Why Spain is the Best Place to Learn Spanish
Young Europeans daydream about Spanish beaches, late nights in Madrid, and the endless, epic parties of Ibiza, but most Americans think of Spain as just another European country with museums and old castles. The glory of great Spain, coupled with its lackluster reputation among Americans, make this incredible country the most underrated destination in the world for American study-abroad travelers.
If you're trying to decide between studying in Spain and Latin America, make sure that you also read our comparison of study-abroad destinations for Spanish students for our take on the key differences.
Many Americans aren't familiar with Spain today because of strong political differences in the last century (read more). Today, young Americans view Spain as a second-class European citizen: it lacks major consumer exports like the cars of Germany or wine of France, and it rarely breaks into U.S. news. Americans are, of course, familiar with Spain's colonial conquests, strong Catholicism and famous traditions. But while Spain's history, bullfighting and graceful flamenco will forever remain a part of the country, Spain is better defined by its rich and thriving society, unique in culture and lifestyle.
Characterizing an entire society in a few brief paragraphs is an impossible task. That said, a handful of visible traits set Spanish society apart from the rest of Europe.
First, Spain plays host to European vacationers and adventurers from around the globe who infuse the country with a unique cosmopolitan flair. English, Germans, and Dutch flock to Spain's southern coast to soak up the sun during summer. Barcelona, on the eastern coast, hosts a mix of French and Spanish people just as the region's language combines its French and Spanish roots. Madrid has an international flavor just like other major European capitals. In a well chosen study-abroad language school, you will meet a great variety of Europeans who come to Spain to improve their language skills and have some fun in the process.
At the same time, the Spaniards maintain their own strong culture of family and tradition. In particular, the Spanish impart great value to their relationships. They stay in close touch with their large families, often choosing never to leave the city or region in which they were born. In keeping with their dedication to family and community, Spaniards maintain a pace of life that leaves room for both work and relaxation, including an afternoon siesta after an enormous lunch.
At night, young Spaniards can often be found bar-hopping in large, unwieldy groups, happy to bring a couple of Americans along for the ride. While the thriving nightlife of Spain is universal, the vibe varies from region to region. You can learn about each area's social posture in our guide to Spanish cities.
Art and Architecture
Like its Mediterranean neighbors, Spain is replete with relics of its long and important history. Great art, beautiful palaces, looming cathedrals, and battle-scarred castles are spread throughout the country.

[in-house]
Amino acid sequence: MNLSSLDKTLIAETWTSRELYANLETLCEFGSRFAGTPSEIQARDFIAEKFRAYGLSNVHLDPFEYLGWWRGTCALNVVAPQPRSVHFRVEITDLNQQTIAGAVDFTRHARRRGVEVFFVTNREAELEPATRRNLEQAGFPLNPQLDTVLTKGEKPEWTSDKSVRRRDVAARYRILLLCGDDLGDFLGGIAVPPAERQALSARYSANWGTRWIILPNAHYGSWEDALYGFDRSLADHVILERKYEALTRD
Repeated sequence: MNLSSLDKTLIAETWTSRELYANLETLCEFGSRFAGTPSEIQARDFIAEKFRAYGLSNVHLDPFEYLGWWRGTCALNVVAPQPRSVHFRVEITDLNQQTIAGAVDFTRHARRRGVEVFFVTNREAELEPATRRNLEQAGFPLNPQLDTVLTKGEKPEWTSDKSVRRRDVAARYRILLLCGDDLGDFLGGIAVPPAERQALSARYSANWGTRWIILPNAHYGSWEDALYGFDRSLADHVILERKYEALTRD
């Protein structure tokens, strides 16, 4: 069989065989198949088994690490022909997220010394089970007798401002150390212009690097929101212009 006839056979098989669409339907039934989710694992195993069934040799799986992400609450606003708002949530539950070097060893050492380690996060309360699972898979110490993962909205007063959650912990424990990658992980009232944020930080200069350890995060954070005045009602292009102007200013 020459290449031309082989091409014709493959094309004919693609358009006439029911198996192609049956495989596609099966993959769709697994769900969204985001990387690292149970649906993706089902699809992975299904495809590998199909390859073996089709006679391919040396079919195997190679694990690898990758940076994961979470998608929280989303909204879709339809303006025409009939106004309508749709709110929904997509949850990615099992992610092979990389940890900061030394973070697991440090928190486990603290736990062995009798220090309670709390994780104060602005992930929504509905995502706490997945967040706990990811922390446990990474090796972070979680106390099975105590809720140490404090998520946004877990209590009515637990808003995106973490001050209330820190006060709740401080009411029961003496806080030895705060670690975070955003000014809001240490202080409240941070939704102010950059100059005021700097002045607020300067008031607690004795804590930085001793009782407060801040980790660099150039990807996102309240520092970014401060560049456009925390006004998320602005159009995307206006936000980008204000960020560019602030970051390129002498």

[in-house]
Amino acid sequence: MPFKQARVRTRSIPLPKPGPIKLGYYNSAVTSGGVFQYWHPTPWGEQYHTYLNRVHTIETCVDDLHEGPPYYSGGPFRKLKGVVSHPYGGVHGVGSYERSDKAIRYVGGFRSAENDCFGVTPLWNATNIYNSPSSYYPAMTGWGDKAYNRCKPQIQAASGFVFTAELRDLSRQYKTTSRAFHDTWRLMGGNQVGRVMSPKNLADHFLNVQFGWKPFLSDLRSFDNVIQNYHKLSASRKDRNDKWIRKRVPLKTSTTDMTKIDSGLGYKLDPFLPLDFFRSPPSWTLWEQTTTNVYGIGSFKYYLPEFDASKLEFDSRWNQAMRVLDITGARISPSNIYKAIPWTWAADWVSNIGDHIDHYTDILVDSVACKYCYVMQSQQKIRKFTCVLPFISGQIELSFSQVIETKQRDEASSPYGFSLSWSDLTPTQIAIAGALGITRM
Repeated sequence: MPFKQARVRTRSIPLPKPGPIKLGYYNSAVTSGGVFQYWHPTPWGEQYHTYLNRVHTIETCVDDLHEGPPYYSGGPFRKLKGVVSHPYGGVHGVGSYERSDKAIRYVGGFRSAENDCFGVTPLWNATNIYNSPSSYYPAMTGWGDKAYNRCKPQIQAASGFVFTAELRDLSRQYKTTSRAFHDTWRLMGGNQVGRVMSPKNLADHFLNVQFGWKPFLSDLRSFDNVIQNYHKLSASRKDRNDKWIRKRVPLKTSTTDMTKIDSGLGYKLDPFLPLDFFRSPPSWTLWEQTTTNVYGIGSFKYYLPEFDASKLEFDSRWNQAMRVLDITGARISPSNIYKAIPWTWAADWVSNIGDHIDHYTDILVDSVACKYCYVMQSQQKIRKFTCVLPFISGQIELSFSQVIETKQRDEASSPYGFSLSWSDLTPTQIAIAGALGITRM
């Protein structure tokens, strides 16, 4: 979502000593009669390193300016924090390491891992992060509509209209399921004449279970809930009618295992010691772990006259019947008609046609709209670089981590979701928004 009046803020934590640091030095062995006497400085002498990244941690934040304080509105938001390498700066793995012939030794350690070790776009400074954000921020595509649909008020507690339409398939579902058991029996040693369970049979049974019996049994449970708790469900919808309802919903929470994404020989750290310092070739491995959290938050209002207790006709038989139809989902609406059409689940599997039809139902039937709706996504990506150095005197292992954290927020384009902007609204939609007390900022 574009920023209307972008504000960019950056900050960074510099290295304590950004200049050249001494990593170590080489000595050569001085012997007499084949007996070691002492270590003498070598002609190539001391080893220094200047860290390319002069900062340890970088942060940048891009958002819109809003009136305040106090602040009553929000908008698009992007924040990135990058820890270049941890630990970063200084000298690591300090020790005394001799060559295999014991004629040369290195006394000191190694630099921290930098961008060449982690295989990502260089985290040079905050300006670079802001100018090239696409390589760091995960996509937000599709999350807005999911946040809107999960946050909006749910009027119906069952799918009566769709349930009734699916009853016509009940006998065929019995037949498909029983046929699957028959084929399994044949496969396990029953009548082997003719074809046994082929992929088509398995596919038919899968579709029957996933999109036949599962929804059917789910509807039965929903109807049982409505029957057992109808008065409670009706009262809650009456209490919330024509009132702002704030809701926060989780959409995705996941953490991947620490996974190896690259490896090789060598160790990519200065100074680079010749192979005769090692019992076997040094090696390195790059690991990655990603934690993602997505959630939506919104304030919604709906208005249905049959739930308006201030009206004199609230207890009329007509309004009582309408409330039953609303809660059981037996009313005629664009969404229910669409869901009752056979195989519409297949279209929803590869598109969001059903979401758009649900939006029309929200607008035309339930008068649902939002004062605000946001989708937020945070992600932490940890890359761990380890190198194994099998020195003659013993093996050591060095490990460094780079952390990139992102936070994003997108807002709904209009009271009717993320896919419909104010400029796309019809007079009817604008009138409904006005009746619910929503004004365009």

Because of its long history of occupation by the great empires of the Western world, Spain contains a striking mixture of medieval castles, ancient Roman structures, Moorish palaces, and Catholic cathedrals. The royal palace of Madrid, the University of Salamanca, the Alhambra palace of Grenada, and many more marvels of the past leave a lasting impression on visitors.
Spain is home to an incredible collection of historic art and architecture. Madrid, in particular, has a collection of pre-modern (before 1850) Western European art rivaled only in Paris and Italy, complete with paintings by El Greco, Ribera, Zurbarán, Velázquez, Murillo, Goya, Titian and Rubens -- all in one museum, the Prado. Much of the work Spain's famous modern artists -- Picasso, Miró, and Dalí -- has been collected by museums outside of Spain. However, some incredible specimens from these prolific men remain in Spain, including Picasso's most celebrated mural, Guernica.
From 1938 to 1975, Spain was ruled with an iron fist by Generalissimo Francisco Franco and his authoritarian regime. Franco was an unrestrained conservative who controlled all expressive outlets in the country, eradicating any notions of personal, political or sexual freedom from the press, published works, film, theatre, public assemblies and even personal conversations. During this trying time in Spanish history, Spain's cultural and industrial contributions to the Western world halted, as did the tourism industry. When the advent of jet airplanes in the 1950's made overseas travel practical and affordable for ordinary people, these conditions in Spain made England, France, Italy, and West Germany much more appealing to Americans.
After Franco's death in 1975, Spain rapidly emerged from this stark and oppressive era with an outpouring of liberal, rebellious sentiment. Spanish theatre and cinema transformed from regulated to risqué, university campuses became amplifiers for a political backlash promoting full freedom of expression, and beaches went topless. As a result, Spain soon became a leisure capital of Europe, drawing revolutionary theatre, the hottest DJs, and hordes of vacationers from the North. Americans, however, continued to travel to other destinations. Today, thirty years after Spain's liberation, the country still remains a relative unknown to many Americans despite its reinvented role in the European community.